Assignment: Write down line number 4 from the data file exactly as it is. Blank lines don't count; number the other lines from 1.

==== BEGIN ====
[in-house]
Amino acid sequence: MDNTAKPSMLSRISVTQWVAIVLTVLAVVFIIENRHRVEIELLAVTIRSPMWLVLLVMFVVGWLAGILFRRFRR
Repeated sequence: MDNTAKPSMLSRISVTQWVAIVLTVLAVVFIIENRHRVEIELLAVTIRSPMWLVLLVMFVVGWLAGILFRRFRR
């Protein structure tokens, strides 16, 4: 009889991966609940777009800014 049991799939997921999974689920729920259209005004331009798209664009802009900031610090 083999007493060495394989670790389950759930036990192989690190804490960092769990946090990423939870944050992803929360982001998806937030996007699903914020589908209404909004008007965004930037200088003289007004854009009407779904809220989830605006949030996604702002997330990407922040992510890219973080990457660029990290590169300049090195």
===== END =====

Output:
């Protein structure tokens, strides 16, 4: 009889991966609940777009800014 049991799939997921999974689920729920259209005004331009798209664009802009900031610090 083999007493060495394989670790389950759930036990192989690190804490960092769990946090990423939870944050992803929360982001998806937030996007699903914020589908209404909004008007965004930037200088003289007004854009009407779904809220989830605006949030996604702002997330990407922040992510890219973080990457660029990290590169300049090195």